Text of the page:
When the Nazis broke the Molotov-Ribbentrop pact and advanced eastward into Soviet-controlled Poland, Ben Baseman fled his hometown of Berezne into a nearby forest. For more than four years, he was active in Russian partisan group activities. After World War II, Ben met his wife Naomi, another Holocaust survivor, in a displaced persons camp.

Ben and Naomi immigrated to the United States in 1948, where they had their son, Gary. Growing up in the predominantly Jewish neighborhoods of Boyle Heights and Fairfax in Los Angeles during the 1960s and 1970s, Gary was raised in a Yiddish-speaking household. However, his parents spoke little about their history in Europe. Instead they encouraged Gary to strive for a successful life and the ultimate fulfillment of the American dream.

Gary knew from a young age that he wanted to be an artist, and pursued this passion of his after he graduated with honors from UCLA. He began gaining artistic recognition after one of his designs was published in a New York Times Sunday Book Review. Gary eventually created and sold the successful Emmy-winning cartoon, “Teacher's Pet”, to Disney in 2000. He also designed the artwork for the popular game “Cranium.”

Gary thought and focused little on his family's history – until his father, Ben, passed away at the age of 93. Soon after, Gary found a hidden book in a closet of his parents’ home. Its contents were filled with descriptions of his father’s years spent as a partisan.

Upon this discovery, Gary started exploring his historical and religious identity through his artwork. In a gallery project titled, “the Door is Always Open,” Gary created a replica of his childhood home where Holocaust survivor friends were always visiting his parents. There were Jewish themes through the exhibit, including a table set for Seder and a video of his Bar Mitzvah.

In addition to his own religious and cultural background, Gary also became interested in his father’s history as a partisan. One of the pieces featured in “The Door is Always Open” is Gary’s collaboration with internationally recognized artist Shepherd Ferry, resulting in a print titled simply “Partisan.”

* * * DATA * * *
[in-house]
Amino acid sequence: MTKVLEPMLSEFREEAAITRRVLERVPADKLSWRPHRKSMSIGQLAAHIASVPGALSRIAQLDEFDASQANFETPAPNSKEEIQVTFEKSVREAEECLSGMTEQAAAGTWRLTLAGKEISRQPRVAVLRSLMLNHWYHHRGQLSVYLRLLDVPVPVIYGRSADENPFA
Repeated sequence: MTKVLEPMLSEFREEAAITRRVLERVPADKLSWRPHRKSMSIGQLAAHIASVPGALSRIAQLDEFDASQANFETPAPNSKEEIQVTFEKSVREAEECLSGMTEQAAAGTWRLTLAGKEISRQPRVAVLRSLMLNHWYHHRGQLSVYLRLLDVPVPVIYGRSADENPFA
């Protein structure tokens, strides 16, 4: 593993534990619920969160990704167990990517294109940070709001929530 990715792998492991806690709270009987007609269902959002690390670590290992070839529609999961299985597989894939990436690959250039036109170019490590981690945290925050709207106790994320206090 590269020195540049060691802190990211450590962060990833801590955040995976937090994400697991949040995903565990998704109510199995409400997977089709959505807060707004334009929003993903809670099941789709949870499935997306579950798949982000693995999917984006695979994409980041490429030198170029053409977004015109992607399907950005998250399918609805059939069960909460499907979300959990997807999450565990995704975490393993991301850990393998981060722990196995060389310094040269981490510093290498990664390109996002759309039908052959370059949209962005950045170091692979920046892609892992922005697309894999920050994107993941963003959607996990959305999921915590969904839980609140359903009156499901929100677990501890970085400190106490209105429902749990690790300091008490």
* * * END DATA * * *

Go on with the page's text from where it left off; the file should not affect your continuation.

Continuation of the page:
Baseman also traveled to the Eastern European towns of his family’s origination. While there, he nailed photographs of his deceased relatives around the town, in an act of memoriam to the lost Jewish communities of this area. Many of his thoughts and emotions during this time of his familial discovery are reflected in sketches such as the piece below.

Looking to the future, Gary Baseman is now collaborating with filmmaker David Charles to create a movie titled “Mythical Creatures.” The two filmmakers hope to create a documentary that tells the stories of the Holocaust through unique story-telling techniques. You can see a trailer for this movie project here.

Finally, as a tribute to his father’s accomplishments, Gary is working to create a memorial installation in the same birch forest where his father fought as a partisan.


– By Mandy Losk

Monday, July 18, 2016

Jewish Partisan Moshe Baran Shares his Experiences Throughout the Northeast

The eldest of four children, Moshe Baran was born in 1920 in Horodok – a shtetl in Poland. The population of Horodok was 90% Jewish, with approximately 300 families. There were two synagogues, a Hebrew day school, a bank, a free loan association, committees to help the needy, a variety of Zionist organizations, even amateur theatre – it was a cohesive, self-sufficient community.
The Nazis broke the Ribbentrop pact and attacked the Soviet Union in the summer of 1941. Five days later, they arrived in Moshe’s hometown. The edicts that went in effect soon after put the Jewish population outside of the protection of the law. Several months later, Moshe and his family were forced out of their homes and confined to a ghetto – a space of 15-20 homes for hundreds of families. Surrounded by barbed wire, guarded by Germans and local police, denied freedom of movement and opportunity to obtain food, lacking in sanitary facilities, the inhabitants began to hear rumors about the destruction of neighboring communities by the Germans. A number of young people then began to plan. However, neither escape nor resistance was actually feasible at the time – they had no weapons and nowhere to go.
In the spring of 1942, the Germans told the Judenrat to provide a number of able-bodied young men for various projects. Approximately 25-30 were selected and sent to neighboring towns. Moshe and his brother were among them. Moshe was assigned to work on building a rail line, but his brother was sent elsewhere.